William Golding was born in Cornwall in 1911 and was educated at Marlborough Grammar School and at Brasenose College, Oxford. Before he became a schoolmaster he was an actor, a lecturer, a smallboat sailor and a musician. His first novel, Lord of the Flies, was published in 1954. He won the Booker Prize for his novel Rites of Passage in 1980, and was awarded the Nobel Prize for Literature in 1983. He was knighted in 1988. He died at his home in the summer of 1993.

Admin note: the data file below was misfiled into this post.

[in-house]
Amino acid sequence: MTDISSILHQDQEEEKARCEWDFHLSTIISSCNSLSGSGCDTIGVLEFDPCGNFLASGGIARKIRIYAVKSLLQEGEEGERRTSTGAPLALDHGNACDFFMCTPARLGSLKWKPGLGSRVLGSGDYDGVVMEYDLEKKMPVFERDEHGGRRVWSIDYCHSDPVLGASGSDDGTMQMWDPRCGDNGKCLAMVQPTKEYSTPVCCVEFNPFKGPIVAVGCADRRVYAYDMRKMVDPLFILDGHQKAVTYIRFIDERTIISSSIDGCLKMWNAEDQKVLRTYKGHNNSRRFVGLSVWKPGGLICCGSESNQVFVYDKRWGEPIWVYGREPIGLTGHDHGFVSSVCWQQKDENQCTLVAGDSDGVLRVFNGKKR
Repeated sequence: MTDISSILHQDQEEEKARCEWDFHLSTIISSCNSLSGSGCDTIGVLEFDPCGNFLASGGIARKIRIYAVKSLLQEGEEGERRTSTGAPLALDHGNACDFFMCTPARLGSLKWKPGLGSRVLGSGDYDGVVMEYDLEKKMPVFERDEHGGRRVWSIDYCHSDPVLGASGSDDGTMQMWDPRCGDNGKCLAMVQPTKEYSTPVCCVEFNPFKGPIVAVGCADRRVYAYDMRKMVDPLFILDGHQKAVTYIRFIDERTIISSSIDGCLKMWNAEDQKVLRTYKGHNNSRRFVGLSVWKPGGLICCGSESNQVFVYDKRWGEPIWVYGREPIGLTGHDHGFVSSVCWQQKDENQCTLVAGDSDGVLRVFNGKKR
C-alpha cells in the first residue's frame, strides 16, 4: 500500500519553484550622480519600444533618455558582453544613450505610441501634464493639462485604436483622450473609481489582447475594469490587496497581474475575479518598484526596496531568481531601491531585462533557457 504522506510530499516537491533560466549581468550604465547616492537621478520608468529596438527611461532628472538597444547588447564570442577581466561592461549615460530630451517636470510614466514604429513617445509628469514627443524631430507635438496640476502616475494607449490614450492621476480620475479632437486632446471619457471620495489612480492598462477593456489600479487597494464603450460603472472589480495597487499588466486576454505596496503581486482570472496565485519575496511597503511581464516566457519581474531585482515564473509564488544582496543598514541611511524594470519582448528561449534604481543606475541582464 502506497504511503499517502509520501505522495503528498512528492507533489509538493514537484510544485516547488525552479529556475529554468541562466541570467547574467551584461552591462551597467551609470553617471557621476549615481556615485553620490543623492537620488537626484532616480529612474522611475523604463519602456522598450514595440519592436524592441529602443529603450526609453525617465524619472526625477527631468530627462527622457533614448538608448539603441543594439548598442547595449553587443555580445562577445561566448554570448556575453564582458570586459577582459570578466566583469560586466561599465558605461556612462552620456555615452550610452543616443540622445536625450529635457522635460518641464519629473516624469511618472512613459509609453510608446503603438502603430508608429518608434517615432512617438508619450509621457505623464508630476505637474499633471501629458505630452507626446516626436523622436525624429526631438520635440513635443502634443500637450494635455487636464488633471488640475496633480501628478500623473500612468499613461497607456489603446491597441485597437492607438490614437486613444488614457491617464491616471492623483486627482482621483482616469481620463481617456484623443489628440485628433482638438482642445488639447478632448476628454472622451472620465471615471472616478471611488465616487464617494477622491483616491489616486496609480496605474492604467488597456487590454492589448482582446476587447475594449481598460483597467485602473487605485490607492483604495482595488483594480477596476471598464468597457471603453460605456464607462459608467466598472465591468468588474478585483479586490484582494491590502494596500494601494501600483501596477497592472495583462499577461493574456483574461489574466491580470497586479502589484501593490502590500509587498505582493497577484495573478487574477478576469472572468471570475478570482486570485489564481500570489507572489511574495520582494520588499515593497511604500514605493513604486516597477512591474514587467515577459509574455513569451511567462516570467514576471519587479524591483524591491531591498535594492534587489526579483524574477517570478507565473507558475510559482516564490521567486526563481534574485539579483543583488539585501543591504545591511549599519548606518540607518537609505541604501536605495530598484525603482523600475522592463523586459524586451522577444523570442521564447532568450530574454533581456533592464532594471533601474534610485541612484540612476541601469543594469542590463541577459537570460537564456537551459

With an introduction by Penelope Lively
Oliver is eighteen and wants to enjoy himself before going to university. But this is the 1920s and he lives in Stilbourne, a small English country town where everyone knows what everyone else is getting up to, and where love, lust and rebellion are closely followed by revenge and embarrassment.
Written with great perception and subtlety, The Pyramid is William Golding's funniest and most light-hearted novel, probing the painful awkwardness of the late teens, the tragedy and farce of life in a small community and the consoling power of music.